EnglishMaven

Verbal Reasoning Techniques

1)  On harder synonym/antonym questions, beware of trick choices.

Can you spot the trick in the following example?

Choose the best antonym.

          Restive:

       
  A) patient
          B) rigorous
          C) deceptive
          D) active
          E) cautious

The word, restive, is tricky, because it sounds like it has something to do with rest. Therefore, D) active would be the best antonym. However, this is a trick. Restive actually means restless. So, the correct answer is patient, a good antonym for restless. It is beneficial to familiarize yourself with tricky words like restive, because they are commonly tested on the SAT and GRE.


2)  Take note of positively and negatively charged answer choices.

It is possible to associate a negative or positive charge with almost any given word. Try to discern whether each word in the following list has a positive (+), negative (-), or neutral (=) charge.

Choose the best synonym.

          Maligned:

        
 A) beneficent
          B) magnanimous
          C) downtrodden
          D) destitute
          E) elegant


In the example, we are trying to find the best synonym for the word maligned. So, we should begin by ascertaining its charge. The prefix, "mal" is typically used in negatively charged words. Therefore, the answer will likely have a positive charge. Let's go through the list to see how each word is charged.

            A) beneficent  (+)
            B) magnanimous  (+)
            C) downtrodden  (-)
            D) destitute  (-)
            E) elegant  (=)


After labeling each, we are left with two words that are positively charged: beneficent and magnanimous. Even if you don't know the meaning of any answer choices, you have narrowed your choices down to two and are left with a 50% change of answering correctly. This is a quick technique that can be very beneficial w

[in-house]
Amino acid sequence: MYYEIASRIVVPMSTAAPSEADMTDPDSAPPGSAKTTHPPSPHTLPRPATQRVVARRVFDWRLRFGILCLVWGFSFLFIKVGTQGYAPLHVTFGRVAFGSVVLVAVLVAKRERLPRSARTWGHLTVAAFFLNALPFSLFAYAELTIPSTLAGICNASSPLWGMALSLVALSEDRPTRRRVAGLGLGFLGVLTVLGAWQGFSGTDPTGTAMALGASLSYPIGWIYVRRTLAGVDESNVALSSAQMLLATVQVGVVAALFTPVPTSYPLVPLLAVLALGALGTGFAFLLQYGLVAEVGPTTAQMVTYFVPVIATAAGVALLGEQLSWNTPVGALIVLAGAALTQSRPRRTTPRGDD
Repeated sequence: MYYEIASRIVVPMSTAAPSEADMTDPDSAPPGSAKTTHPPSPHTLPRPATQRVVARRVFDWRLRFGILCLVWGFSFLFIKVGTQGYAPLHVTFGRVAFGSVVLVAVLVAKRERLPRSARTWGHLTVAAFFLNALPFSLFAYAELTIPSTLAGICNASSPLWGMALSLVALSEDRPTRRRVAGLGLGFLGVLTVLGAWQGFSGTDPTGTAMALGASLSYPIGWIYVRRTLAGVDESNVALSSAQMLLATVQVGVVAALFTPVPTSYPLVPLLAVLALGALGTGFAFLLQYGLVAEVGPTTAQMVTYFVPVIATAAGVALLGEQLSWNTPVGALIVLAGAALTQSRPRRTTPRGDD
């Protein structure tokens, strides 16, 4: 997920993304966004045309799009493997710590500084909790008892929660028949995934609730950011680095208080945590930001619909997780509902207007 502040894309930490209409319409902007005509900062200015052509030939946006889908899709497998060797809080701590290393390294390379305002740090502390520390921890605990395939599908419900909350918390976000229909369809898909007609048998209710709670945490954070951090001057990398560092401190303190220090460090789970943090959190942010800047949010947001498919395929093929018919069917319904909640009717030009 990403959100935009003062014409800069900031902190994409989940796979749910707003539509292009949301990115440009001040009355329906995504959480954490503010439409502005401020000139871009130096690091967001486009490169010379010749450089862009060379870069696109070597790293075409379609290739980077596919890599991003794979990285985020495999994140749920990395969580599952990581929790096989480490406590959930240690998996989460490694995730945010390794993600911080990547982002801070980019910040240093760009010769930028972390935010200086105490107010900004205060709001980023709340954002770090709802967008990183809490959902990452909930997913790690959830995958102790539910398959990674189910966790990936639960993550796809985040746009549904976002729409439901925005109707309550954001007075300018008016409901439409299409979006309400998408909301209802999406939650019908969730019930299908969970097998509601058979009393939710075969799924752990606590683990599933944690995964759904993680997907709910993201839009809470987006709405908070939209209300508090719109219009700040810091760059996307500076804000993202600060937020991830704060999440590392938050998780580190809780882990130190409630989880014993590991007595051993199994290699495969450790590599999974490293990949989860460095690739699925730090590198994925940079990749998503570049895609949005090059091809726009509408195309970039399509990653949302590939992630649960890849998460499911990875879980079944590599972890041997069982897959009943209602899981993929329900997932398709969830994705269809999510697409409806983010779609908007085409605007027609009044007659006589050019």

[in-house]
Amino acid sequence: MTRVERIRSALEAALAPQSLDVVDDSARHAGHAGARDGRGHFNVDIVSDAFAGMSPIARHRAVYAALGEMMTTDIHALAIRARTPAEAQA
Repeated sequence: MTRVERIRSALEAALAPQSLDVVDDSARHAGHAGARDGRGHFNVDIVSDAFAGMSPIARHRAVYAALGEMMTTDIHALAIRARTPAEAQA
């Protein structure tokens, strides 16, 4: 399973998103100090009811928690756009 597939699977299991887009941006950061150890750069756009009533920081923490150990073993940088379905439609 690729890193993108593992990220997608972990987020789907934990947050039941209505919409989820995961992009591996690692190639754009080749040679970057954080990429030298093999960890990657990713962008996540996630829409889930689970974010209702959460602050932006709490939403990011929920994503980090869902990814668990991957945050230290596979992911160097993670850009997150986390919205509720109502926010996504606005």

hen attempting to answer a question with several words that you are unsure about.

3)  Eliminate answer choices that have no clear antonym.

This technique only works on antonym questions. So, this is a great technique for use on the GRE because it only contains antonym questions (it doesn't contain any synonym questions). Consider the words rounded or striped. Neither of these words have a clear antonym. While almost every word has a synonym, remember that not all words have antonyms and eliminate them first.

4)  Eliminate answer choices that are close synonyms.

Spotting synonyms within the answer choices can be valuable because it allows you to narrow your viable answer choices. If two of the answers have very similar meanings, then the correct answer is too ambiguous. Therefore, it is possible to eliminate these choices. The SAT/GRE are tough tests, but they always present one answer choice that is clearly correct. See if you can eliminate two answer choices from the following example.

Choose the best antonym.

       
  Foment:

          A) mitigate
          B) engender
          C) check
          D) mollify
          E) satiate


The words mitigate and mollify are close synonyms. The both mean "to reduce or soften in pain or intensity, to make less severe." This leaves only three remaining viable answer choices.

5) Try to associate the word with a familiar context.

Words on the SAT/GRE are tested for good reason: they are very effective. This being the case, they get included in many proverbial phrases. Note the following examples: "Gail force winds," "The Village Advocate," "Test your mettle", "Road to Perdition", "Patience is a virtue", "Abject poverty", "He made it through unscathed".

6)  Use your knowledge of Romance Languages.

The roots of many SAT/GRE words have similar meanings in foreign languages. For example, the Spanish word malo means bad. This is a common root for many negatively charged words:

maligned
malignant
malapropos
malediction
malevolent
malicious
malefaction

In addition, the Spanish word bueno means good. This is also a common root for many positively charged words:

benediction
beneficial
beneficent
benevolent
benefactor
benign

But, be careful. Sometimes questions will attempt to trick the test taker by including roots in words that belie their true meaning:

bellicose
restive
noisome
credulous
fulsome
adulterate
craven
precipitate
prosaic